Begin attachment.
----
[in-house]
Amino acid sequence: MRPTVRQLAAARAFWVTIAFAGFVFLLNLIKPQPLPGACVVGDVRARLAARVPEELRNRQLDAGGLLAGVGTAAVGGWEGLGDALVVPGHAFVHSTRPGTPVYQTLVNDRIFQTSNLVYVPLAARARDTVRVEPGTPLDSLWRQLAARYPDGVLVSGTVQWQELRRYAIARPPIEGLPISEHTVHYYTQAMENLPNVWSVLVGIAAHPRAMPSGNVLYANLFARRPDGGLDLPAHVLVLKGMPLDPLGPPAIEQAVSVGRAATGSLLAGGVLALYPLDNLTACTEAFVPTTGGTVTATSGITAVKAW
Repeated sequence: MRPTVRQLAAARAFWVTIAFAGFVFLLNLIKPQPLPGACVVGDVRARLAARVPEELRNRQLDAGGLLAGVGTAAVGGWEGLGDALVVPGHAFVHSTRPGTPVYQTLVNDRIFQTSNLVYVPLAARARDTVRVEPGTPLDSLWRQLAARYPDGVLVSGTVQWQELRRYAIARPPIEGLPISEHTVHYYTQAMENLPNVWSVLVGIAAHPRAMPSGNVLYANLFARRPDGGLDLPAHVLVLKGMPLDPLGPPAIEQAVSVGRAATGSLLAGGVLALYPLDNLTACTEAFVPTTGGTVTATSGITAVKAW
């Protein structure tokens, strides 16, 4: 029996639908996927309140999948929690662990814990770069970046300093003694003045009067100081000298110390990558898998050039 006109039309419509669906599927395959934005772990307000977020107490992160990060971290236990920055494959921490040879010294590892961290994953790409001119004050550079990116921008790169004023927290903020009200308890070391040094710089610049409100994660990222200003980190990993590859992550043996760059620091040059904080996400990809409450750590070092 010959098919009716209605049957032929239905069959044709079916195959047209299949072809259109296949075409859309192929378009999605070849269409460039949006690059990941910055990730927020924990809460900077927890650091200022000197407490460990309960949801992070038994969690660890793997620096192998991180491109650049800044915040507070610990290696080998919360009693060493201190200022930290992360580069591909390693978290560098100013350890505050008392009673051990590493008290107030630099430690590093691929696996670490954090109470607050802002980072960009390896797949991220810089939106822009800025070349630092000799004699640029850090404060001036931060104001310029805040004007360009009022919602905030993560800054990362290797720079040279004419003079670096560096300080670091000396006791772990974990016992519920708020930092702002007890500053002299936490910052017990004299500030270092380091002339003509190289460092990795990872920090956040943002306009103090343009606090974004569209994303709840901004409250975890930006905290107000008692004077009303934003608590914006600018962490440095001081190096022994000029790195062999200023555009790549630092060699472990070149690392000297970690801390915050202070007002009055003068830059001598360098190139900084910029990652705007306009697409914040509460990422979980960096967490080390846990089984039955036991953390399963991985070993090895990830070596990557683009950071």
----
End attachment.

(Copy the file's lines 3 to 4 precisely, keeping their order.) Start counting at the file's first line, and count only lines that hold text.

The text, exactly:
Repeated sequence: MRPTVRQLAAARAFWVTIAFAGFVFLLNLIKPQPLPGACVVGDVRARLAARVPEELRNRQLDAGGLLAGVGTAAVGGWEGLGDALVVPGHAFVHSTRPGTPVYQTLVNDRIFQTSNLVYVPLAARARDTVRVEPGTPLDSLWRQLAARYPDGVLVSGTVQWQELRRYAIARPPIEGLPISEHTVHYYTQAMENLPNVWSVLVGIAAHPRAMPSGNVLYANLFARRPDGGLDLPAHVLVLKGMPLDPLGPPAIEQAVSVGRAATGSLLAGGVLALYPLDNLTACTEAFVPTTGGTVTATSGITAVKAW
């Protein structure tokens, strides 16, 4: 029996639908996927309140999948929690662990814990770069970046300093003694003045009067100081000298110390990558898998050039 006109039309419509669906599927395959934005772990307000977020107490992160990060971290236990920055494959921490040879010294590892961290994953790409001119004050550079990116921008790169004023927290903020009200308890070391040094710089610049409100994660990222200003980190990993590859992550043996760059620091040059904080996400990809409450750590070092 010959098919009716209605049957032929239905069959044709079916195959047209299949072809259109296949075409859309192929378009999605070849269409460039949006690059990941910055990730927020924990809460900077927890650091200022000197407490460990309960949801992070038994969690660890793997620096192998991180491109650049800044915040507070610990290696080998919360009693060493201190200022930290992360580069591909390693978290560098100013350890505050008392009673051990590493008290107030630099430690590093691929696996670490954090109470607050802002980072960009390896797949991220810089939106822009800025070349630092000799004699640029850090404060001036931060104001310029805040004007360009009022919602905030993560800054990362290797720079040279004419003079670096560096300080670091000396006791772990974990016992519920708020930092702002007890500053002299936490910052017990004299500030270092380091002339003509190289460092990795990872920090956040943002306009103090343009606090974004569209994303709840901004409250975890930006905290107000008692004077009303934003608590914006600018962490440095001081190096022994000029790195062999200023555009790549630092060699472990070149690392000297970690801390915050202070007002009055003068830059001598360098190139900084910029990652705007306009697409914040509460990422979980960096967490080390846990089984039955036991953390399963991985070993090895990830070596990557683009950071």